My mom's wake was in the church she attended. It was an atmosphere that offered me air to breathe and one with which she would have been pleased to be resting during the vigil dedicated to her. I am so grateful for my friends who traveled the distance on a weekday to support me when I know how busy life can be. Surprised by their presence is a complete understatement. Astonished is more like it. My gratitude wept through the pews.
As the ritual of mourning with friends and relatives, prayer and song, images of the life and death of my mom came to an end, one of my friends who had traveled in from Chicago texted me after she had left to remind me to take the cookies she had brought. Cookies, I thought? Did she bring cookies? Into church? From Chicago? And they were where? An open room she had found as a holding space? I was baffled over this sweetness of cookies that was left somewhere for me to find.
Distracted by the coming and going of people, I had no idea she had come full-handed with something so meaningful. I know this friend intended to bring food to those of us in mourning, anticipating there would be a room with food for the hungry. What she didn't know at the time is the significance of what she brought. She could have brought a tin of cookies, a paper plate of cookies or cookies scrunched in a square container. When I finally discovered the mystery room where she placed them, my eyes lit up with delight. Sitting quietly on the counter of the darkened room was a massive round tray of frosted cookies. Here's the thing. My friend wasn't aware that my mom was known to make trays and trays of Italian cookies, rounded out, and piled high to the heavens with flavor. She made them for my wedding, afternoon teas, dinner parties, book club, this group or that. The frosting wasn't so much my mom's thing, but it is mine, and this simple little divine gift was what I needed at that exact time.
I carefully picked up the tray of brightly iced smiley faces and summer-shaped cutouts, and with my spirit lifted, I slowly walked the center aisle of the church to meet my mother and the floral bouquets that surrounded her at the foot of the altar. With no one else around, we had one last gentle communion of our own, a soft dance uniting our sugar and spice. The moment subtly fills my hunger pains for her even now, six months later, on this Fat Tuesday, my first one without her.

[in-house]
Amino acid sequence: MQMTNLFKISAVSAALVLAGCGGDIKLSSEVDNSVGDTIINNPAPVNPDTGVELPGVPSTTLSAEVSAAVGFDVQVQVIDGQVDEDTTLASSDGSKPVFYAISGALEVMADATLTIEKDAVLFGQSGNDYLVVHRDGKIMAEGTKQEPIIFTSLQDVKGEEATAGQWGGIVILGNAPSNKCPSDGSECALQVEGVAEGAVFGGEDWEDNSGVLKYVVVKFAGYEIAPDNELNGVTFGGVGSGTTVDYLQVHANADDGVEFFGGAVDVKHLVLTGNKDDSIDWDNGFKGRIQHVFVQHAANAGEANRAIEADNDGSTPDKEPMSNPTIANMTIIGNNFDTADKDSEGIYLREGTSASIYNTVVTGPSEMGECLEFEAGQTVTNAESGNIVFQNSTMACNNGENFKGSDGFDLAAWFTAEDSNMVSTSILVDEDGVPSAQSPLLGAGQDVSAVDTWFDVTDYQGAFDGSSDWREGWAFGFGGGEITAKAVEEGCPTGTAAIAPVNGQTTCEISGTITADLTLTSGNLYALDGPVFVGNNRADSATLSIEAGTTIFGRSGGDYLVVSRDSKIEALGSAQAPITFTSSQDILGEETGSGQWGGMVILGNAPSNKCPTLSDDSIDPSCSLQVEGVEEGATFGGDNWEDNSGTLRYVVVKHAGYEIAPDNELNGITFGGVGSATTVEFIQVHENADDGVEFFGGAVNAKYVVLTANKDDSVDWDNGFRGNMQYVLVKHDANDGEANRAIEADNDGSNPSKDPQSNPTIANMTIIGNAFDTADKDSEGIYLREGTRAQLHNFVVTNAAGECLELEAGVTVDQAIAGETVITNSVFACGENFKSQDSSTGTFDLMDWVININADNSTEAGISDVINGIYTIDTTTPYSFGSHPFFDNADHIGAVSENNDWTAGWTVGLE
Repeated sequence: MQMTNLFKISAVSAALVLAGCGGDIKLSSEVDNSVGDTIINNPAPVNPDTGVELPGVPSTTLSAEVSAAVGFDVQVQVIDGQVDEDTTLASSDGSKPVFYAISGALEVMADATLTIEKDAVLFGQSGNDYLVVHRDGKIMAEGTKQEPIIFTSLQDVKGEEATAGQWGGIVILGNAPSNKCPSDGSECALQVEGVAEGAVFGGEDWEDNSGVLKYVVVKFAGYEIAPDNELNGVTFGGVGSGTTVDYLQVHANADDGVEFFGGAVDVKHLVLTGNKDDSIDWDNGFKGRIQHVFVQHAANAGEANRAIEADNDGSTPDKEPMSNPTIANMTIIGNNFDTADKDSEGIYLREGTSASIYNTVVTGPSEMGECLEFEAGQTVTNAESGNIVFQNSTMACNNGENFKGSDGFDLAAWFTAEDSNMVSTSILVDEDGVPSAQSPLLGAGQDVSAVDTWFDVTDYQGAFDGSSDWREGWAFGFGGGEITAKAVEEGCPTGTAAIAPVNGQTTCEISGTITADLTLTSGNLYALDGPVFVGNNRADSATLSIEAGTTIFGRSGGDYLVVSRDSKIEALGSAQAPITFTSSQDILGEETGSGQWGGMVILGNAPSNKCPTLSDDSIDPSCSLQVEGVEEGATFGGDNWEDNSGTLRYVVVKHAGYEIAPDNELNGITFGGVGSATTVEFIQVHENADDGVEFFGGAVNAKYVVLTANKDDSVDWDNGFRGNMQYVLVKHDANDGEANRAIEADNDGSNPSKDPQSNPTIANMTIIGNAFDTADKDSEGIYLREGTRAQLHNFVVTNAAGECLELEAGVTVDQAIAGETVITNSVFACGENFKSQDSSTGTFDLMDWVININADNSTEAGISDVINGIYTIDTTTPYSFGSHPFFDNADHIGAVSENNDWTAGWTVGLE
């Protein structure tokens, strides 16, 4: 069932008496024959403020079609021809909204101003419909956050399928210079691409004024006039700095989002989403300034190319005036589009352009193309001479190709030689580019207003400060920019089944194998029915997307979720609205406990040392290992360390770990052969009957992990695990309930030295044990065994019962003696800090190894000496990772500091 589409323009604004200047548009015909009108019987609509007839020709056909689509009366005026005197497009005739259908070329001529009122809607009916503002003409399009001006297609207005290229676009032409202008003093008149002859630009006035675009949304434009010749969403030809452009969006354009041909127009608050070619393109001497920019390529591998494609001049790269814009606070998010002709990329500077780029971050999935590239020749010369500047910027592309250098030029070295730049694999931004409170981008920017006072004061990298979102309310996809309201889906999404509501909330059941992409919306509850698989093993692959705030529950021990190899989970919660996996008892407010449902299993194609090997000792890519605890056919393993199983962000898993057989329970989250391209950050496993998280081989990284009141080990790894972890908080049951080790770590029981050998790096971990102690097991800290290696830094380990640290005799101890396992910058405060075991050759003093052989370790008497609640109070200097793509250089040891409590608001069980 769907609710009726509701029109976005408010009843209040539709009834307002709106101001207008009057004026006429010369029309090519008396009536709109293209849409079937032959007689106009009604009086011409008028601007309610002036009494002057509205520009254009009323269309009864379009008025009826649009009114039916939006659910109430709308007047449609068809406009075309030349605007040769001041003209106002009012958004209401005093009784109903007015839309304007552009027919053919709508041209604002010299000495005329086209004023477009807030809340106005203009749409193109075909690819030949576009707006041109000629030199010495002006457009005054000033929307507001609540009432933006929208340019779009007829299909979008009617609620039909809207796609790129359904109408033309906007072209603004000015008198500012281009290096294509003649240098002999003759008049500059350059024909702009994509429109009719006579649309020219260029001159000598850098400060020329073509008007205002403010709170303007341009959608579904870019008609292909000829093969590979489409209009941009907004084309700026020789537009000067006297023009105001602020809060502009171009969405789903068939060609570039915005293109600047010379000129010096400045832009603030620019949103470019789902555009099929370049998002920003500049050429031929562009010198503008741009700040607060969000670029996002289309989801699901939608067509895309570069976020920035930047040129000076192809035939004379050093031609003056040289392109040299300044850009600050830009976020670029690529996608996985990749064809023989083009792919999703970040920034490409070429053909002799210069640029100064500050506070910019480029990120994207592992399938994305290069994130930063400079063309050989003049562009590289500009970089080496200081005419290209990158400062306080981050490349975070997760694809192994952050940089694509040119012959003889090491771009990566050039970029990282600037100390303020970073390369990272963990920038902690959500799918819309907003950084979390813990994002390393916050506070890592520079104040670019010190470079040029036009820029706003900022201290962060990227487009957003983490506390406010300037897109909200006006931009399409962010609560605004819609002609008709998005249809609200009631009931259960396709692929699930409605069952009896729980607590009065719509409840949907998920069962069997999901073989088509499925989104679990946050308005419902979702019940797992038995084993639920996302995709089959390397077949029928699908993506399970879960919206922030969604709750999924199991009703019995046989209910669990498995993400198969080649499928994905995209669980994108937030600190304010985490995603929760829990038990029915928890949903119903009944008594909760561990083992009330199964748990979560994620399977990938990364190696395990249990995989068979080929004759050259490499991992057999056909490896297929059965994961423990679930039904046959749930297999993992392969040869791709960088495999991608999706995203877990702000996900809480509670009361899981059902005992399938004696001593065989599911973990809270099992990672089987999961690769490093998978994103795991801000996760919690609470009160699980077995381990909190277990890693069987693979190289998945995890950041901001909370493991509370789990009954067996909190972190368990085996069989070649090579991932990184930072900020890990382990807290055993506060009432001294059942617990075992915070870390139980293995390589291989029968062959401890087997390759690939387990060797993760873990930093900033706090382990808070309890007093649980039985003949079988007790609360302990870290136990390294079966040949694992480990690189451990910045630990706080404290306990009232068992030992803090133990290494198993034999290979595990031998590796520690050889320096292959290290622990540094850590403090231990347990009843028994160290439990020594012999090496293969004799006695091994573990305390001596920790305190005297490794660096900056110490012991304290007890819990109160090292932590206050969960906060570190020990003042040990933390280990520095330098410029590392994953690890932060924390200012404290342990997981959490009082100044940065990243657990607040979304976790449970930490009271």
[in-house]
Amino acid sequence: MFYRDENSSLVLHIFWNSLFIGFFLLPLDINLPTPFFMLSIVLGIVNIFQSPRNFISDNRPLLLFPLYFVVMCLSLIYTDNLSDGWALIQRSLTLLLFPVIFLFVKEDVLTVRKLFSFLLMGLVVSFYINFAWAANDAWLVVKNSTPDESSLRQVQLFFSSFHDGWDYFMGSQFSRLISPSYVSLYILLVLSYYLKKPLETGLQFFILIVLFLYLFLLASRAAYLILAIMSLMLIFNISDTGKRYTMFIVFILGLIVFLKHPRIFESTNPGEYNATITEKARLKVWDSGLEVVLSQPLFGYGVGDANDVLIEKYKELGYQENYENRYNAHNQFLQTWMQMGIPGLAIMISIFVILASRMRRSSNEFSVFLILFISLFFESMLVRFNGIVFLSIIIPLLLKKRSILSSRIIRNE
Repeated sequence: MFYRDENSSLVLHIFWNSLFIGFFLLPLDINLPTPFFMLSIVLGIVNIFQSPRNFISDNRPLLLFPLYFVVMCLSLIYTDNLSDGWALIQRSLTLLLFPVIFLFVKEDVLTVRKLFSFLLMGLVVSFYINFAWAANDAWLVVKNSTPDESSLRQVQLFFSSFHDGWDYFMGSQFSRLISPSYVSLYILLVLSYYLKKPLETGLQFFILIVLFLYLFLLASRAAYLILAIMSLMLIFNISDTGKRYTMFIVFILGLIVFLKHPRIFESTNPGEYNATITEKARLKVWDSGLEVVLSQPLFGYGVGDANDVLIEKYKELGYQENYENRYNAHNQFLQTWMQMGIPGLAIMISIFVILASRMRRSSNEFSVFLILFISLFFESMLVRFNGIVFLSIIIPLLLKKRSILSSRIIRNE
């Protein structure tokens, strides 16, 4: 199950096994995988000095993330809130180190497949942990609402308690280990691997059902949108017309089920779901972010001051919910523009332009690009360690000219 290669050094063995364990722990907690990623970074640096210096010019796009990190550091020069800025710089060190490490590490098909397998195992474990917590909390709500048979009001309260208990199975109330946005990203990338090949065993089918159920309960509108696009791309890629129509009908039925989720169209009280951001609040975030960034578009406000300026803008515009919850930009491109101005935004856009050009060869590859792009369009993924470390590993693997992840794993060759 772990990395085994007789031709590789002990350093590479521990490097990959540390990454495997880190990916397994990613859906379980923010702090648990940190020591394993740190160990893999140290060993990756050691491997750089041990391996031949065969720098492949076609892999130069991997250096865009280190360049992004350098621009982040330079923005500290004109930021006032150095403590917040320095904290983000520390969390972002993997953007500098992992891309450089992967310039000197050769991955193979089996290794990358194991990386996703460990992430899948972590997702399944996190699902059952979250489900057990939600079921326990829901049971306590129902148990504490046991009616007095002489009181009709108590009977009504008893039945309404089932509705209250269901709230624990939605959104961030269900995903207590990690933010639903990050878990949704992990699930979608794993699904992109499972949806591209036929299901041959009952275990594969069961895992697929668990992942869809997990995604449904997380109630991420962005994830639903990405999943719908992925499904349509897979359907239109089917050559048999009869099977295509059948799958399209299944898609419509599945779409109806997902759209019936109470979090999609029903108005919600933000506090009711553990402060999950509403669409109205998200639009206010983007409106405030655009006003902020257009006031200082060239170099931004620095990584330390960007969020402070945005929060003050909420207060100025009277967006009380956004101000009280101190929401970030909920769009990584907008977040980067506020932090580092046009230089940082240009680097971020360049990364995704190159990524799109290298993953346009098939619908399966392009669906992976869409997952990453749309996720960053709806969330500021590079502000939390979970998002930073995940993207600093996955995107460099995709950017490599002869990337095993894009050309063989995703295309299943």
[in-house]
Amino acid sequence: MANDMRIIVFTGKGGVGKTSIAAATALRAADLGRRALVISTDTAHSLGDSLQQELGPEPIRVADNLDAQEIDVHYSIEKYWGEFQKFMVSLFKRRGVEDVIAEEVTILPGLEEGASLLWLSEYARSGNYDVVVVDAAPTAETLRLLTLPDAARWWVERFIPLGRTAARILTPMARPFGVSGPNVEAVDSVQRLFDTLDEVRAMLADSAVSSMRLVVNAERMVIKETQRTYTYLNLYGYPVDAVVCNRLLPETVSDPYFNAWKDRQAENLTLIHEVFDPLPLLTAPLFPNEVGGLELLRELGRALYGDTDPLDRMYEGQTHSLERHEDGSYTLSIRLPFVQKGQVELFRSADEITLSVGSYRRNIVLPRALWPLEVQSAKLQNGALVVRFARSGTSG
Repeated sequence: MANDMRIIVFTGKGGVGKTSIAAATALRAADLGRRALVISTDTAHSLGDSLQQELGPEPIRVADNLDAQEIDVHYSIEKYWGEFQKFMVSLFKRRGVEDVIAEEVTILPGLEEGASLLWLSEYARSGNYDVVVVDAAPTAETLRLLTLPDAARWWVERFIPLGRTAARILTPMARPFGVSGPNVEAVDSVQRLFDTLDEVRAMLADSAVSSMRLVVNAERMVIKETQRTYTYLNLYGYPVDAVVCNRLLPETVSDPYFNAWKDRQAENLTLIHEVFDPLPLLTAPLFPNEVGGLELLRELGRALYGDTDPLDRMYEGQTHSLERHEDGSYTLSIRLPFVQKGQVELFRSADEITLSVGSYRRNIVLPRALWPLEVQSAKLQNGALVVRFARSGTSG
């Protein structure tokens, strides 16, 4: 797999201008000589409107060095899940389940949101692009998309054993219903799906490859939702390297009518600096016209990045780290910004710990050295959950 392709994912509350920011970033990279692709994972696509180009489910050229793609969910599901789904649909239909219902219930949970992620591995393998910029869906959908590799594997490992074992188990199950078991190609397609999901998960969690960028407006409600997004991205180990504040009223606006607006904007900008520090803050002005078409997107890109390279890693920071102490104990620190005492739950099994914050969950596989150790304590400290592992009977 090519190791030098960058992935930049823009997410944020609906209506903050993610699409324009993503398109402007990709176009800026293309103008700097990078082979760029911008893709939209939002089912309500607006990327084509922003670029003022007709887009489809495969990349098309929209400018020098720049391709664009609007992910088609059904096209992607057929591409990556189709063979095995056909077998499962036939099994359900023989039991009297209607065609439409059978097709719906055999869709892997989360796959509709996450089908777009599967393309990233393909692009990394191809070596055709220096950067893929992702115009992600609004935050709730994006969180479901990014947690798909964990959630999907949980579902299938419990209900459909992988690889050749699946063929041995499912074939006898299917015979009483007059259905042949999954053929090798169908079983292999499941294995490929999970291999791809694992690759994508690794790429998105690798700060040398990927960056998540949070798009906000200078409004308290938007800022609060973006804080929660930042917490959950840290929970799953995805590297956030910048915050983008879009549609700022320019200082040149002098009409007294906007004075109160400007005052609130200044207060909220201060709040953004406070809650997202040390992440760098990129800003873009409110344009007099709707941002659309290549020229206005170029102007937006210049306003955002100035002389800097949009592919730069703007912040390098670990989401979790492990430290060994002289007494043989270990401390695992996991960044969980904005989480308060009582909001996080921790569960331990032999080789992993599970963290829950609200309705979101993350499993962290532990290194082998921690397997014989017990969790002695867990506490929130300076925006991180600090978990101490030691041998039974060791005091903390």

On Fat Tuesday, my mom and I would call each other to discuss all things, Mardi Gras, Paczki Day, and Lent. The conversation would have no form, ending, or beginning but was more like a series of statements and questions we'd ask through the phone line and not wait for each other's answers.
Happy Mardi Gras.
I've overeaten sugar.
We shouldn't eat so many sweets.
Do we like the Polish pastry, paczki anymore?
Or are we buying them in honor of dad?
Yes, why wouldn't we buy them?
I'm not too fond of the filling.
The prune filling was ok.
This bakery makes the best paczkis.
They don't taste the same as they used to.
I honestly don't like them at all.
I remember your dad used to get up early in the morning and bring home a box.
I do love king cake.
I'd love to be in Venice for Carnevale.
Are you getting ashes tomorrow?
Where are you getting your ashes?
Are you doing anything for Lent?
Are you hosting a Lenten book club?
A faith-sharing group?
How can I find a faith-sharing group?
Where can I find a faith-filled event to experience during Lent?
And here, I rest with the memories of what once was, while I presently search for thoughtful conversation, a life-giving community, and a meaningful Lent. I feel I have been in the desert for a long while, and crave a drenching of spiritual nourishment. Yes, there are offerings out there, and yet, I long for something I am not finding this year. I can't fully explain the who, what, when, where, and why for what I am looking. Some things at certain times of life are unexplainable.
So I will do something that came to me a few years ago as my mom was declining through Alzheimer's. The idea was to write a series of reflections during Lent entitled, 40 Days With My Mother. But then why would I write reflections when there are several sources with reflections? I let the thought die the first year, and last year I vaguely started but didn't get very far. The idea came to me again last night when I couldn't sleep. 40 Days With My Mother even though my mom isn't here. Why not? What do I have to lose? Will I fulfill it this year? There's only one way to find out. Will you join me?
I am not going for perfection. If I did, I wouldn't be writing this right now. I don't have an outline. I am more interested in intention and honesty and to act on this little call that keeps nudging me. Even though this is online when many people go offline during Lent, it will be inline with love—served on a comfortable platter with a dollop of reflection, perhaps a little prayer, sugared with sprinkles of hope and wholeness. Maybe I'll scratch all that out and come up with my own recipe.
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I invite you to journey with me. And for the record, an open heart and mind will be good companions! Please share with a friend you think might be interested.
Happy Fat Tuesday!